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Mexican spotted owls continue to nest in protected habitats

August 17, 2020
 Mexican spotted owl

Mexican spotted owl

Mexican spotted owls continue to nest in protected habitats

The June sun started to rise as a team of Laboratory biologists made its way through Threemile Canyon, which is southwest of Mesita del Buey in Los Alamos. The deep canyon thrives with a mixed-conifer, ponderosa pine forest that serves as a haven for a variety of wildlife. The biologists trekked alongside sheer rock-lined cliffs covered with dense vegetation. High above, obscured by the forest, were several Laboratory buildings. Down at the base of the canyon, it is an entirely different world.

The team was searching for a pair of Mexican spotted owls and any sign of newly fledged nestlings. A medium-sized bird (averaging 16- to 19-inches tall), the Mexican spotted owl is noted for its startling dark-brown eyes — most owls have yellow eyes. This owl gets its name from its geographic range and its distinct brown coloration with white spots that cover the bird from beak to tail.

Periodically, the biologists stopped and looked atop trees or along the cliff sides for any sign of the owls. At first, the team saw nothing, but as they moved deeper into the canyon, the biologists spotted an adult male owl high in a ponderosa tree. Shortly after, they spotted the adult female and three owlets huddled together on the limb of an old growth oak tree. Covered in down feathers, the owlets looked at the biologists with what seemed like curiosity. The mated adult pair, which quickly came to protect the owlets, was likely the same pair biologists identified in previous years, as Mexican spotted owls mate for life and nest in the same general location for as long as they live.

The biologists subsequently paid a visit to Mortandad Canyon along the western part of the Pajarito Plateau, where they found another mated pair, also with three new owlets.

A threatened species

The Mexican spotted owl is listed as a threatened species under the Endangered Species Act, a U.S. Conservation law established in 1973 to conserve and protect endangered and threatened species and their habitats. A threatened species is defined as any species likely to become endangered within the foreseeable future throughout all or a significant portion of its range — such species could eventually become extinct.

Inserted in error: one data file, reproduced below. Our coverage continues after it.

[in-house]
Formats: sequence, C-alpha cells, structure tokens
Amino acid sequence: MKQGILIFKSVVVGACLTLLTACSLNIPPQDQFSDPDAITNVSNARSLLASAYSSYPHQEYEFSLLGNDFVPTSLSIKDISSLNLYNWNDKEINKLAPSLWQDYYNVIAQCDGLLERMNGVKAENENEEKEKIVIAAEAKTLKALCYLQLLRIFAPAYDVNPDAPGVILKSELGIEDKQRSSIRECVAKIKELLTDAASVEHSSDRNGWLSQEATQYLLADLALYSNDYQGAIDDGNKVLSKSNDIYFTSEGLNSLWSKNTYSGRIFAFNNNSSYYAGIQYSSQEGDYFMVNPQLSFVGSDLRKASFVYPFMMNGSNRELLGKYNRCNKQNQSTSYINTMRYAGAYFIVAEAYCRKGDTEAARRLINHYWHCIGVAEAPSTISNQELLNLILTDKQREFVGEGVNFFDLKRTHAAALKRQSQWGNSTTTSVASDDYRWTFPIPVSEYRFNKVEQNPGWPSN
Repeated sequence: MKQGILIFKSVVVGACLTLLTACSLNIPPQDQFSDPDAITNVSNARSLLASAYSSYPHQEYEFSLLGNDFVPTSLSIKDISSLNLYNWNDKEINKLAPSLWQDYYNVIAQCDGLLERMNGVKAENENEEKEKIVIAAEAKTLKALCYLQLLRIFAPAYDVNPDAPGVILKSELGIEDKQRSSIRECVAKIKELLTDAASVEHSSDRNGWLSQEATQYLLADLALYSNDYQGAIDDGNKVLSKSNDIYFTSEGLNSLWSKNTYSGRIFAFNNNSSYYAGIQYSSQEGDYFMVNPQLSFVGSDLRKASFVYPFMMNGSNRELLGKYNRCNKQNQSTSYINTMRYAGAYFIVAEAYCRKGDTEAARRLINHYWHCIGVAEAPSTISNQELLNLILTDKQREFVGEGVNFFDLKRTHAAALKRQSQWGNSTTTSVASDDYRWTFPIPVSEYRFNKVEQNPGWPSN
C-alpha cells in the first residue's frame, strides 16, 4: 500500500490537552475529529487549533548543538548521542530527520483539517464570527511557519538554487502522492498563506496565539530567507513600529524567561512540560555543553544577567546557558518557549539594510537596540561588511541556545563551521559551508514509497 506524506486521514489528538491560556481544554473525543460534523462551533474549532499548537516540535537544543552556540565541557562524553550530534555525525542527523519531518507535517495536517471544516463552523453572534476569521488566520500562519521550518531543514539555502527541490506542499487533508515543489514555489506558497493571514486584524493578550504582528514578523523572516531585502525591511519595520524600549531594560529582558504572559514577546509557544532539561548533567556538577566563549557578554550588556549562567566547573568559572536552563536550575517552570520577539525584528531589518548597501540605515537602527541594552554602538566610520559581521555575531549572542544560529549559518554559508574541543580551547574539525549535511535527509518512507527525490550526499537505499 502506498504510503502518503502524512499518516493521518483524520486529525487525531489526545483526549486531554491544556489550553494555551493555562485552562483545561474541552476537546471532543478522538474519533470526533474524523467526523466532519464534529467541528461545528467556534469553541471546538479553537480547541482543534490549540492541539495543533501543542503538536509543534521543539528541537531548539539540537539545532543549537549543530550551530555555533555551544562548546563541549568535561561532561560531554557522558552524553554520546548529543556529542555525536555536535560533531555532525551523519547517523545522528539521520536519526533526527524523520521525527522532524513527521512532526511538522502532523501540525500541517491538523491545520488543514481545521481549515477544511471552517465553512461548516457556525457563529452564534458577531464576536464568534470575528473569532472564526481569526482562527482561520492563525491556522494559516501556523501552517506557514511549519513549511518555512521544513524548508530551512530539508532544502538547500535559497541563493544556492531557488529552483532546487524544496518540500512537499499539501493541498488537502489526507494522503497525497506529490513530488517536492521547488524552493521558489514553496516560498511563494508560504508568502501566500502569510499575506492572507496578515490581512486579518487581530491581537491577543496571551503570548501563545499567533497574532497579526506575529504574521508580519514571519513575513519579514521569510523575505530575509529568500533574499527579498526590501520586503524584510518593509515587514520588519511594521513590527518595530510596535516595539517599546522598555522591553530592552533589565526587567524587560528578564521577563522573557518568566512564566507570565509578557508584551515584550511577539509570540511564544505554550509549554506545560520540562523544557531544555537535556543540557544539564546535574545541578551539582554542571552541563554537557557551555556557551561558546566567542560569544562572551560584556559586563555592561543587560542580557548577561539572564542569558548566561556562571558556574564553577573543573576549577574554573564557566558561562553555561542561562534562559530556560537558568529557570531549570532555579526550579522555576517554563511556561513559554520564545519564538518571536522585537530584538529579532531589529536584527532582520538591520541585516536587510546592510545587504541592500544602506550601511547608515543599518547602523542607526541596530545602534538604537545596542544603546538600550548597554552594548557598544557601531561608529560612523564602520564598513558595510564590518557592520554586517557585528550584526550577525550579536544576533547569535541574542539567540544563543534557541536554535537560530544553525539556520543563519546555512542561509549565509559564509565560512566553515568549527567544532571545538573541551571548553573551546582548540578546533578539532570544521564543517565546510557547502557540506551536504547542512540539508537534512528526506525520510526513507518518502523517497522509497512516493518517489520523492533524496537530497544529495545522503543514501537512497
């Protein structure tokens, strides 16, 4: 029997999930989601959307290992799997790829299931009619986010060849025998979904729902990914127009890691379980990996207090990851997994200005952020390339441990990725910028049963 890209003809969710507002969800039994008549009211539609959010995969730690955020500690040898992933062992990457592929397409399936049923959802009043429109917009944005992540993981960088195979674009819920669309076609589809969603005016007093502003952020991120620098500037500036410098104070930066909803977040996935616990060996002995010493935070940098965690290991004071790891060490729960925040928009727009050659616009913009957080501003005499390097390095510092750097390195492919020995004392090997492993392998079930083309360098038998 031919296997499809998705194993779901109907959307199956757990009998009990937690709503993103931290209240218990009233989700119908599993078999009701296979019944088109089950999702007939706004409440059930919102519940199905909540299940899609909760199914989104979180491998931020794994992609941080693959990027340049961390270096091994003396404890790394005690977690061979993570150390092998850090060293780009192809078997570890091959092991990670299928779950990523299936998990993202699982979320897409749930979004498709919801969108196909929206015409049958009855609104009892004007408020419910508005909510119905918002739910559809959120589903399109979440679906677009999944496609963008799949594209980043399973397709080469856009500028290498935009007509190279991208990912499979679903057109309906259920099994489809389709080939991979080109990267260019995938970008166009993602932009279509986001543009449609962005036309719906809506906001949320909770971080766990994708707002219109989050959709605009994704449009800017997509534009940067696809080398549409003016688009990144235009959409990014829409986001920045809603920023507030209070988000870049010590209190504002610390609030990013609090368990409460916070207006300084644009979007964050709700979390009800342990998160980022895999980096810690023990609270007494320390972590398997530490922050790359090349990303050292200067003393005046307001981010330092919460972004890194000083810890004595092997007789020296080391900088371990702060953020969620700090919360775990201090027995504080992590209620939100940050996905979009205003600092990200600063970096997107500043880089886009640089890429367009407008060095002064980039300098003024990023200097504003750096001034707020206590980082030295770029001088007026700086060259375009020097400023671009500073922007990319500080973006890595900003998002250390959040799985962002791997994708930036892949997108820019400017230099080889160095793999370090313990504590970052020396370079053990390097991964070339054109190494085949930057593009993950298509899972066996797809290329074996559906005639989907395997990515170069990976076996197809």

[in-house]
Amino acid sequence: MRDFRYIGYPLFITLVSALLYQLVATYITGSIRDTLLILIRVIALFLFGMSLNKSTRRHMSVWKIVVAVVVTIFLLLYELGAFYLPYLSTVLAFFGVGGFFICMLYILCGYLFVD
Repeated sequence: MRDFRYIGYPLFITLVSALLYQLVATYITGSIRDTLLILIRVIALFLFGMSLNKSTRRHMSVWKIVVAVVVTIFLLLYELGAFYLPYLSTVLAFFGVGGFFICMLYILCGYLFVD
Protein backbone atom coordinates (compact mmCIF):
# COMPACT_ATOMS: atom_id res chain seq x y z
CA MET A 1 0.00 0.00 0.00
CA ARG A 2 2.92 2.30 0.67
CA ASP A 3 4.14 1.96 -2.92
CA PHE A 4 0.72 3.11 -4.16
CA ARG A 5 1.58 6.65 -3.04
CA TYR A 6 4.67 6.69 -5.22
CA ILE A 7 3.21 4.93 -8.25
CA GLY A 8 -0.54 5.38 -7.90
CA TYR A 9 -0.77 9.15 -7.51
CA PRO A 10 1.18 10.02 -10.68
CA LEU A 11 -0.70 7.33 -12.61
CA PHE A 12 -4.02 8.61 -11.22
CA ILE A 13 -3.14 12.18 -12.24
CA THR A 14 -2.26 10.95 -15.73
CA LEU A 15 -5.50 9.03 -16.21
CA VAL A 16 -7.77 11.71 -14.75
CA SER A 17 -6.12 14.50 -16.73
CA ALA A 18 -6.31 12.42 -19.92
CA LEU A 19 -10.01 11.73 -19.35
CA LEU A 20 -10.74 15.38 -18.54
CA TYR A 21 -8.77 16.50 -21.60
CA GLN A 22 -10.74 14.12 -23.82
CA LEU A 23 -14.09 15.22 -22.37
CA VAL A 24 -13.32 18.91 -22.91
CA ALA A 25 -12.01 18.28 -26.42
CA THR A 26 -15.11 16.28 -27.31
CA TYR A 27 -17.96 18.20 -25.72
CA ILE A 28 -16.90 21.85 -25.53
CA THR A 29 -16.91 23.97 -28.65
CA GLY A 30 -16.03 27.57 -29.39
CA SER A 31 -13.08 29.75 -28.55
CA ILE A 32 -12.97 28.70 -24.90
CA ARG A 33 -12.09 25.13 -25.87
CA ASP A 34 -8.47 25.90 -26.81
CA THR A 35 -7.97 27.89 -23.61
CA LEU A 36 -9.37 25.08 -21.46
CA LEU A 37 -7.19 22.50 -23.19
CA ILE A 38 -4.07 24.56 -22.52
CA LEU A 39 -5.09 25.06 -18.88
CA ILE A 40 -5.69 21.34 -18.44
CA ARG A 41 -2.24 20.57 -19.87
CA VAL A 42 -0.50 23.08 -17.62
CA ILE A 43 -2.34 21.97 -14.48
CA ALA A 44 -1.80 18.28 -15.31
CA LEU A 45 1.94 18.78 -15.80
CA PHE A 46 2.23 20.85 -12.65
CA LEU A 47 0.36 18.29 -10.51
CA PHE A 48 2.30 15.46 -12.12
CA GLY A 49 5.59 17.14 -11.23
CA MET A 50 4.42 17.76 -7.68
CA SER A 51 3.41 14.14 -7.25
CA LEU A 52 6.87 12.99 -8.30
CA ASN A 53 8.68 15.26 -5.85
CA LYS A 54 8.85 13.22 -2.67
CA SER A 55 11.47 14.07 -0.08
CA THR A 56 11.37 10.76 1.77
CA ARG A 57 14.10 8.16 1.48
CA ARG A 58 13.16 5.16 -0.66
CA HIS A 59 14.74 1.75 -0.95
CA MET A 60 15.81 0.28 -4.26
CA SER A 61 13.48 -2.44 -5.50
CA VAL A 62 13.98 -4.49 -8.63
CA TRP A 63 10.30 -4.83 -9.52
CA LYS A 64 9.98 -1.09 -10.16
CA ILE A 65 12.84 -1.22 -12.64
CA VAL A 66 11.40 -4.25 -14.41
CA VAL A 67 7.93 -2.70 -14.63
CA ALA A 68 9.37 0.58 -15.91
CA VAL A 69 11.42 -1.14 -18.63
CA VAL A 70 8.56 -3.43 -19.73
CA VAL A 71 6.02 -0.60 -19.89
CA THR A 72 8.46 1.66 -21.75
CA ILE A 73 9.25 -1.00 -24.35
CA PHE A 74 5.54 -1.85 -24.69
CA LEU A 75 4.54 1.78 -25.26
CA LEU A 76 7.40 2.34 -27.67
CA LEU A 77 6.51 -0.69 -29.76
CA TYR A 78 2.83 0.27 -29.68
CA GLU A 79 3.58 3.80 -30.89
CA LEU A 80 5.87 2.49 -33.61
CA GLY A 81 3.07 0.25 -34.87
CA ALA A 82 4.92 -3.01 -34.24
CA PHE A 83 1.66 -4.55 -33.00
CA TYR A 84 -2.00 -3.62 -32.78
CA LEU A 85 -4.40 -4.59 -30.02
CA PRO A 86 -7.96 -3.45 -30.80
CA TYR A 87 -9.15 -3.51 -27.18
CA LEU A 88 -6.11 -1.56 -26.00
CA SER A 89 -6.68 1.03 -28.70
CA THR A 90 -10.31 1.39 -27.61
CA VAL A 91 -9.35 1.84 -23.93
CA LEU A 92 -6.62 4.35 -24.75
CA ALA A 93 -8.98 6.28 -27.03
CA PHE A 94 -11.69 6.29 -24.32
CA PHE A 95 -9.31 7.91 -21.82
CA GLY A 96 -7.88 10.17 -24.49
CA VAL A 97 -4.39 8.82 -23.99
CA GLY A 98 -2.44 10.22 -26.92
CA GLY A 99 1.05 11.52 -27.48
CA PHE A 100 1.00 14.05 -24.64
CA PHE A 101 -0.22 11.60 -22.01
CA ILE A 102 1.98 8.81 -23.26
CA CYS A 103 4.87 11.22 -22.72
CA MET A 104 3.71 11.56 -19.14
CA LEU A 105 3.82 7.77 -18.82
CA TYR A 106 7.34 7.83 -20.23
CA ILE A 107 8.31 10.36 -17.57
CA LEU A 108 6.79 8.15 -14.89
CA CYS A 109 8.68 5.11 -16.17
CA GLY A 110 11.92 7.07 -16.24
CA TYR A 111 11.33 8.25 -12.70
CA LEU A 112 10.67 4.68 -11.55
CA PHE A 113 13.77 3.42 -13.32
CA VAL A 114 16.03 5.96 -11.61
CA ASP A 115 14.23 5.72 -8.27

Not just anyone can venture into these habitats. The U.S. Fish and Wildlife Service grants a federal permit so that Laboratory biologists can perform this work during the owls’ breeding season.

The Pajarito Plateau is part of the Jemez Mountains, bounded by the Valles Caldera to the west and White Rock Canyon to the east. This vibrant area is home to Los Alamos National Laboratory, the Bandelier National Monument, part of the Santa Fe National Forest, San Ildefonso Pueblo, and the communities of Los Alamos and White Rock. The Laboratory is peppered throughout 40 square miles, but many of those miles remain undeveloped, making these areas ideal habitats for animals like the Mexican spotted owl.

To protect the owl and comply with the requirements of the Endangered Species Act, the Department of Energy’s National Nuclear Security Administration developed a habitat management plan for all threatened and endangered species at the Laboratory. This plan received concurrence from the U.S. Fish and Wildlife Service in 1999 and has been in effect ever since. This plan enables the Laboratory to execute its national security mission successfully but also protect all federally listed species in the area.

As part of the plan, habitat for the Mexican spotted owl, like that found in Threemile and Mortandad canyons, is protected against loss, alteration and disturbance. Moreover, during the owls’ breeding season, noise generated from construction or other activities is restricted.


Helping wildlife thrive

Another federally protected species on Laboratory property is the Jemez Mountains salamander, a tiny, subsurface amphibian that has no lungs and thus must stay moist to absorb oxygen through its skin. The salamander was listed as endangered in 2013, and since then, undeveloped habitat at the Laboratory has become a sanctuary for this underground creature.

Because hunting is prohibited on Laboratory property, wildlife that is not threatened thrives in the area. On any given day, Laboratory employees and visitors may spot deer and elk herds, coyotes, bears, mountain lions and bobcats — these animals roam Laboratory property year-round.

Although the Laboratory remains stalwart in its ever-growing national security mission, it also remains committed to maintaining a healthy balance between mission success and environmental stewardship. Such a balance means a great deal to the people who work here and the surrounding neighbors. Many employees enjoy the great outdoors and want to pass on this joy to their children and grandchildren.

By preserving and enabling species like the Mexican spotted owl to thrive, the Laboratory and its employees hope that one day the owl will be removed from the threatened species list. Until then, keep an ear out at night for the sound of four hooted notes with the middle two closest together, it might be a Mexican spotted owl.